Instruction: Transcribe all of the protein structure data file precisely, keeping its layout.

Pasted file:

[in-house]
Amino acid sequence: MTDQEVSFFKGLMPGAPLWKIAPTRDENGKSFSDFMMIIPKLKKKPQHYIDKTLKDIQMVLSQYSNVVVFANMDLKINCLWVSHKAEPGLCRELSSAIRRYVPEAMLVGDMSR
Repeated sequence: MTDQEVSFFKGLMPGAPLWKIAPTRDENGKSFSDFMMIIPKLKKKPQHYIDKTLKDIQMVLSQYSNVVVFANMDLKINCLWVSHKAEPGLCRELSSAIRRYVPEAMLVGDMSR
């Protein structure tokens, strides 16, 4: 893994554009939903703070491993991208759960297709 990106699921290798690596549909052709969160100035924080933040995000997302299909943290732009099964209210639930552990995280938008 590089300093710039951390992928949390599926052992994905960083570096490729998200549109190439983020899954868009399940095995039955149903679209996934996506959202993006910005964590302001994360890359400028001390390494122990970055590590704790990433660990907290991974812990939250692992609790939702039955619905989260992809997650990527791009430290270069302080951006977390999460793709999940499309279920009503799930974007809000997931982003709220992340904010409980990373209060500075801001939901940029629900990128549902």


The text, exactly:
[in-house]
Amino acid sequence: MTDQEVSFFKGLMPGAPLWKIAPTRDENGKSFSDFMMIIPKLKKKPQHYIDKTLKDIQMVLSQYSNVVVFANMDLKINCLWVSHKAEPGLCRELSSAIRRYVPEAMLVGDMSR
Repeated sequence: MTDQEVSFFKGLMPGAPLWKIAPTRDENGKSFSDFMMIIPKLKKKPQHYIDKTLKDIQMVLSQYSNVVVFANMDLKINCLWVSHKAEPGLCRELSSAIRRYVPEAMLVGDMSR
């Protein structure tokens, strides 16, 4: 893994554009939903703070491993991208759960297709 990106699921290798690596549909052709969160100035924080933040995000997302299909943290732009099964209210639930552990995280938008 590089300093710039951390992928949390599926052992994905960083570096490729998200549109190439983020899954868009399940095995039955149903679209996934996506959202993006910005964590302001994360890359400028001390390494122990970055590590704790990433660990907290991974812990939250692992609790939702039955619905989260992809997650990527791009430290270069302080951006977390999460793709999940499309279920009503799930974007809000997931982003709220992340904010409980990373209060500075801001939901940029629900990128549902």